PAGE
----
When should new tenants sign their lease

This has been a topic of debate for many years; When a new tenant rents a property from you, and pays the initial rent to secure it, when do you have them sign the lease?

View 1: You have them sign the lease straight away, regardless of when the lease starts, to ensure they have made a commitment to the property.

View 2: You wait until the day the lease starts and the new tenant collects the keys, as the property may be tenanted when they are approved and you can’t guarantee handover if the old tenant doesn’t vacate on time.

and go…



It’s a tricky one - we have found a compromise that seems to work for us. We get the tenancy agreement signed up as soon as we can to confirm the tenancy, but we always leave 2 working days between a tenant vacating and the new tenancy starting. This leaves time to clear up any nasty surprised left over from the previous tenancy, complete eg cleaning and maintenance, record a new ongoing property condition report and ensure the home is completely ready for new tenants, starting off their tenancy on the right foot. It does mean there is always a 2 day vacancy for the owner, but that is usually the maximum vacancy. it also removes a lot of stress for our Property Managers!


We do the same thing but we actually allow a 3 day vacancy ourselves.
Generally we have the new tenant sign within 24 hours of being accepted for the property.
However the exception to the rule would be a tenant that has been given a Notice to Leave and we aren’t entirely sure that they will vacate or not.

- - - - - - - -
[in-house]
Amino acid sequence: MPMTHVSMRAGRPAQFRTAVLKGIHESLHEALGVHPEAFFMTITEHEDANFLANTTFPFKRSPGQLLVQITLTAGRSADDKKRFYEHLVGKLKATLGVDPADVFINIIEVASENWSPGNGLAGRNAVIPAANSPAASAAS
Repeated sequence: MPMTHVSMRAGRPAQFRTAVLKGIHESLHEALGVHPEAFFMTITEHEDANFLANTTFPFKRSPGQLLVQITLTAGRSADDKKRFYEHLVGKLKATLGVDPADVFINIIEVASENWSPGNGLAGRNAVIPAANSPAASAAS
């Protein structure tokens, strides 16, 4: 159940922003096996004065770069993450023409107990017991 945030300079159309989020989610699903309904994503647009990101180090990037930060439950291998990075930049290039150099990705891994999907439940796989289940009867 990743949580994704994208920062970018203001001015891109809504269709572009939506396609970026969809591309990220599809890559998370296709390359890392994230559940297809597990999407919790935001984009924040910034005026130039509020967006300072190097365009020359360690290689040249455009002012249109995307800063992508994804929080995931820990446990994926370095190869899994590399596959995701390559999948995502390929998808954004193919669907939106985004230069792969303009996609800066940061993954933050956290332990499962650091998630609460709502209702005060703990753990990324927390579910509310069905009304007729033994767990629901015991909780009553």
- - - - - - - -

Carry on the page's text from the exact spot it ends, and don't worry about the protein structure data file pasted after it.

For these ones, we don’t even advertise till we know that they will be out. Owners can stress about this but good communication here is key .Once they are advised and understand that we could be in a lot more trouble if we have a new tenant moving in and and old tenant refusing to leave.


100% agree with the vacancy period between tenancies and we do 3 days as well.

As for signing the lease, in QLD, once the deposit has been paid the property is considered leased and even without the documents in place, it is called ‘an implied tenancy’.

Having said that, in the old days (pre-2020) we would have the tenant attend our office and view an educational video. This provided information and an explanation of how it works when renting from us. In this day and age of digital signing and all that went along with the past 2 years, that educational information has gone by the wayside and bringing with it many questions that could have been eliminated or sorted out when they move in.

So, we are now winding it back to bring back the inhouse video, electronic signing of documents on the day and handover of property.


If the property still tenanted - not until after the current tenant is vacated. If you were to sign the lease and the other tenant does not move out - there is liability to compensate the tenants that have signed a lease expecting to move in. We always allow 2-3 days between tenancies to get any hangover cleaning or work done.

If the property is vacant - we take a holding deposit if there is a gap of a few weeks otherwise we get the tenant to sign the lease at anytime up to a week before they are due to move in.